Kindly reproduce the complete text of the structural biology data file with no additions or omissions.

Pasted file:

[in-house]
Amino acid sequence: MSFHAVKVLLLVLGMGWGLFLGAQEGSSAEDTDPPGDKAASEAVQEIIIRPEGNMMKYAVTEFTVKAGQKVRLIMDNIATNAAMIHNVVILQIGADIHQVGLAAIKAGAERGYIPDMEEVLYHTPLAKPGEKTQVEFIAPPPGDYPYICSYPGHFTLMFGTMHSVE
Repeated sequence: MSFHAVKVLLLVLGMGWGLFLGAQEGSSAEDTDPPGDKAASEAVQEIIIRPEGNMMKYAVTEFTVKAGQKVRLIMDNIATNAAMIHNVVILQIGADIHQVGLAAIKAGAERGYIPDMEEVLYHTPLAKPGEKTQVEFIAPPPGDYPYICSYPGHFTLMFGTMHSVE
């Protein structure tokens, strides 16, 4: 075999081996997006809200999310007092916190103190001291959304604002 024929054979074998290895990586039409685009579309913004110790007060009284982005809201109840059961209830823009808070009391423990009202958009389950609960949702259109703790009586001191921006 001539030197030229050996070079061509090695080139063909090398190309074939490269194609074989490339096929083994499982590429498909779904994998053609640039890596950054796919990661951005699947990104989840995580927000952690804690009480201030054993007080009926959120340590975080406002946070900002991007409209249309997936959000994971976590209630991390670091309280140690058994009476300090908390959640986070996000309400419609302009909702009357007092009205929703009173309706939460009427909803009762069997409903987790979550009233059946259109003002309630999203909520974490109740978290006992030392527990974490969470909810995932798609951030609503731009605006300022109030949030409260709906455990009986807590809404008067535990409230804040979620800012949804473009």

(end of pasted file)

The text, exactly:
[in-house]
Amino acid sequence: MSFHAVKVLLLVLGMGWGLFLGAQEGSSAEDTDPPGDKAASEAVQEIIIRPEGNMMKYAVTEFTVKAGQKVRLIMDNIATNAAMIHNVVILQIGADIHQVGLAAIKAGAERGYIPDMEEVLYHTPLAKPGEKTQVEFIAPPPGDYPYICSYPGHFTLMFGTMHSVE
Repeated sequence: MSFHAVKVLLLVLGMGWGLFLGAQEGSSAEDTDPPGDKAASEAVQEIIIRPEGNMMKYAVTEFTVKAGQKVRLIMDNIATNAAMIHNVVILQIGADIHQVGLAAIKAGAERGYIPDMEEVLYHTPLAKPGEKTQVEFIAPPPGDYPYICSYPGHFTLMFGTMHSVE
């Protein structure tokens, strides 16, 4: 075999081996997006809200999310007092916190103190001291959304604002 024929054979074998290895990586039409685009579309913004110790007060009284982005809201109840059961209830823009808070009391423990009202958009389950609960949702259109703790009586001191921006 001539030197030229050996070079061509090695080139063909090398190309074939490269194609074989490339096929083994499982590429498909779904994998053609640039890596950054796919990661951005699947990104989840995580927000952690804690009480201030054993007080009926959120340590975080406002946070900002991007409209249309997936959000994971976590209630991390670091309280140690058994009476300090908390959640986070996000309400419609302009909702009357007092009205929703009173309706939460009427909803009762069997409903987790979550009233059946259109003002309630999203909520974490109740978290006992030392527990974490969470909810995932798609951030609503731009605006300022109030949030409260709906455990009986807590809404008067535990409230804040979620800012949804473009």